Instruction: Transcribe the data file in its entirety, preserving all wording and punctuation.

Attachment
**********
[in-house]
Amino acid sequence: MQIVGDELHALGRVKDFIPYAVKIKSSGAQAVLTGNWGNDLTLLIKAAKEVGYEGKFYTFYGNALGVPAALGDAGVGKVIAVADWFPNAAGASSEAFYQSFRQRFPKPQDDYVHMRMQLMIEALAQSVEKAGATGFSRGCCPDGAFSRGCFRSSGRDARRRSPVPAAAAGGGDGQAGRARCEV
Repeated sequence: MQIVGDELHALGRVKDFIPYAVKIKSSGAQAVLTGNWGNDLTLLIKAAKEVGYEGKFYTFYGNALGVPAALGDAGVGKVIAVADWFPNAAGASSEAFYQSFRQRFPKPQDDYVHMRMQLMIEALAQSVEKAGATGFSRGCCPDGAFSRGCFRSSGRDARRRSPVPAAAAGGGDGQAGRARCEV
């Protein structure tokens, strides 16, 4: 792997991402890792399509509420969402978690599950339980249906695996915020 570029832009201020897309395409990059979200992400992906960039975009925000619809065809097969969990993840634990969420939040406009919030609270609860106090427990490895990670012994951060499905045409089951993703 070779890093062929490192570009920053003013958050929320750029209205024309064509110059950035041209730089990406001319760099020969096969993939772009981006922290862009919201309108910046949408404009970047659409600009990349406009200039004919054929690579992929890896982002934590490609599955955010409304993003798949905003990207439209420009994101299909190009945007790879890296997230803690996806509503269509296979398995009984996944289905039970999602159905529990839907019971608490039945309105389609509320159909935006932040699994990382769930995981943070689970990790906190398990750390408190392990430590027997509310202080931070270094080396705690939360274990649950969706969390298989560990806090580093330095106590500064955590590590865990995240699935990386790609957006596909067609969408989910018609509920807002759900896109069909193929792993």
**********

[in-house]
Amino acid sequence: MQIVGDELHALGRVKDFIPYAVKIKSSGAQAVLTGNWGNDLTLLIKAAKEVGYEGKFYTFYGNALGVPAALGDAGVGKVIAVADWFPNAAGASSEAFYQSFRQRFPKPQDDYVHMRMQLMIEALAQSVEKAGATGFSRGCCPDGAFSRGCFRSSGRDARRRSPVPAAAAGGGDGQAGRARCEV
Repeated sequence: MQIVGDELHALGRVKDFIPYAVKIKSSGAQAVLTGNWGNDLTLLIKAAKEVGYEGKFYTFYGNALGVPAALGDAGVGKVIAVADWFPNAAGASSEAFYQSFRQRFPKPQDDYVHMRMQLMIEALAQSVEKAGATGFSRGCCPDGAFSRGCFRSSGRDARRRSPVPAAAAGGGDGQAGRARCEV
């Protein structure tokens, strides 16, 4: 792997991402890792399509509420969402978690599950339980249906695996915020 570029832009201020897309395409990059979200992400992906960039975009925000619809065809097969969990993840634990969420939040406009919030609270609860106090427990490895990670012994951060499905045409089951993703 070779890093062929490192570009920053003013958050929320750029209205024309064509110059950035041209730089990406001319760099020969096969993939772009981006922290862009919201309108910046949408404009970047659409600009990349406009200039004919054929690579992929890896982002934590490609599955955010409304993003798949905003990207439209420009994101299909190009945007790879890296997230803690996806509503269509296979398995009984996944289905039970999602159905529990839907019971608490039945309105389609509320159909935006932040699994990382769930995981943070689970990790906190398990750390408190392990430590027997509310202080931070270094080396705690939360274990649950969706969390298989560990806090580093330095106590500064955590590590865990995240699935990386790609957006596909067609969408989910018609509920807002759900896109069909193929792993």